These days, eating out—at least some of the time—is normal. And whether they come from a restaurant, takeout or vending machine, the portions we’re being served are often larger than life. A simple test: look at the nutrition label on some of your favorite packaged foods. Is the serving size listed there realistic, or are there actually 2.5 servings listed for that one snack-sized bag of potato chips? And consider this: the giant bagel from the shop on the corner can weigh in at 5 ounces—that’s like eating the equivalent of 5 slices of bread! And we’ve gotten so used to seeing these oversized helpings that we think they’re normal—and that anything else looks skimpy. So we pile our plates higher at home too. Part of learning how to eat better is to retrain your brain to recognize—and embrace—more realistic portion sizes. Here are some tried-and-true techniques to keep your eating in check.
Use smaller serving pieces. A 7-inch plate, about the size of a "salad" plate or children’s-size plate, is ideal for your main meal. Choose a 1-cup dessert or cereal bowl instead of a soup bowl, a 6-ounce wine glass rather than a goblet.
Train your eye. In your own kitchen, have a little session in which you measure out an accurate portion of the foods you eat regularly—say, cereal, soup, pasta, pretzels—into one type of bowl, to create visual memory of how they look and just how they fill the bowl. Use that bowl every time you eat that food. (Extra credit: Use a permanent marker to write the amount of food the bowl holds on the bottom of the bowl. Then you’ll always know what you’re getting.)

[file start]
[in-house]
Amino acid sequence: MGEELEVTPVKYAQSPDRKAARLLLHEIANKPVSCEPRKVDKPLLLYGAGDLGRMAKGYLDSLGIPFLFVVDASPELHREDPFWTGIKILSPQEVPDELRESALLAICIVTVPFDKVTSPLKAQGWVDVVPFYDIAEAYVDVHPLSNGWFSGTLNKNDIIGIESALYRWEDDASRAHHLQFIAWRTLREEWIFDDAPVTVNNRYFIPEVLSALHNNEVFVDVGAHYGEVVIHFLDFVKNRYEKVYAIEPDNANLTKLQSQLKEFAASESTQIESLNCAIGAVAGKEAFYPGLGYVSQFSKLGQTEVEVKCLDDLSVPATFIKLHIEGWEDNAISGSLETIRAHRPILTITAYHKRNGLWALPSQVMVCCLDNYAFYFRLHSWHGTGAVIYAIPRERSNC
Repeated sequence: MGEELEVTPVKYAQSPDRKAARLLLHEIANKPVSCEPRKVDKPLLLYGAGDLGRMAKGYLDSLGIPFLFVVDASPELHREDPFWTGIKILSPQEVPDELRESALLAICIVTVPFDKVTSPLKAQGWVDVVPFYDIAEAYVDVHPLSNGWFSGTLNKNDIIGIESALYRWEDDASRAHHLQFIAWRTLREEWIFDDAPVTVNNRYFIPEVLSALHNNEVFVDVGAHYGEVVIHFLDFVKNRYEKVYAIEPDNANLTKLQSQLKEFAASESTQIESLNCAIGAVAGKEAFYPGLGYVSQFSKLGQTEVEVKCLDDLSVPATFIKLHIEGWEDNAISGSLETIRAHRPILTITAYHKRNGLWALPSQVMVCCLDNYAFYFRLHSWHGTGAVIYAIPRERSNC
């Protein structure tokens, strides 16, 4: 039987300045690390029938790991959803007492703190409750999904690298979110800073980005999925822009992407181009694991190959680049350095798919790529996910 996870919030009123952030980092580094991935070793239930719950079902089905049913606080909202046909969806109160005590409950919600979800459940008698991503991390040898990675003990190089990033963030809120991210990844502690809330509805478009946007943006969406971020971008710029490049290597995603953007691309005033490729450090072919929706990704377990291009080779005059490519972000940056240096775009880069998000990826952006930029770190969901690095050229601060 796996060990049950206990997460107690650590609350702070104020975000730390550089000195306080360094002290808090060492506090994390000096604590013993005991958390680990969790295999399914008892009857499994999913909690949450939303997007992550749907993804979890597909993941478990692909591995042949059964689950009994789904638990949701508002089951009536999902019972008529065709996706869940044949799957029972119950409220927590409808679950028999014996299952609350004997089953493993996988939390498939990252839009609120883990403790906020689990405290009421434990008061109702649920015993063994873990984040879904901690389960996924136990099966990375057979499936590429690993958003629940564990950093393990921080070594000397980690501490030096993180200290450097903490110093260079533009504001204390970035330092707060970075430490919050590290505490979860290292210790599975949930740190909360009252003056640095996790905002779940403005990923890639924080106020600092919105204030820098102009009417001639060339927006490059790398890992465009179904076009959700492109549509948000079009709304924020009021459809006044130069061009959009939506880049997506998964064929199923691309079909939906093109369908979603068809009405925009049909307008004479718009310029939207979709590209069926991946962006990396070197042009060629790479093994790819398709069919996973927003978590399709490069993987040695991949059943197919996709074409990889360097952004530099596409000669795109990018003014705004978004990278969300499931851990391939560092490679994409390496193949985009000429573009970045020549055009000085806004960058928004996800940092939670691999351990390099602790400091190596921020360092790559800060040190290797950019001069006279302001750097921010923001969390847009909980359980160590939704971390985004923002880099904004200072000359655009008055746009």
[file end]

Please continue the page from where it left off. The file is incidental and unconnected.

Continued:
Ask for an extra salad plate. In a restaurant, get a smaller side plate or hold on to the bread plate, if it’s large enough, and transfer the proper-size portions of your food onto it when you’re served your entree. Ask the waiter to take away and wrap up the rest.
Buy single-serving packages. Do this for all tempting foods—snack-size cookie or chip bags, pudding cups, fun-size candy bars. Or divide a larger package into single portions and put them in individual small plastic bags.
Read labels. Make sure you’re eating a single portion of packaged foods. If your bag of pretzels has 2 servings, take out half and put the rest away for tomorrow’s snack.
Cook foods in pre-portioned sizes. Divide casseroles into ramekins, bake mini cupcakes rather than cakes and make meatloaf in muffin cups to keep an eye on portions before you’re tempted by the entire spread.
Measure with your eyes. Use the list below to help you visualize the correct portion sizes of the foods you eat most often. Make an effort to measure out portions you serve yourself and you’ll soon be able to "eyeball" them accurately.
1 teaspoon = About the size of your fingertip
1 tablespoon = About the size of your thumb tip
1 cup (e.g., cereal, rice) = About the size of a small fist
1 ounce nuts (or other snack food) = Fits into the cupped palm of a small hand
1 single-serving bagel = A hockey puck
1 ounce cheese = About the size of 1 domino
3 ounces meat = About the size of a deck of cards
1 medium potato = About the size of a computer mouse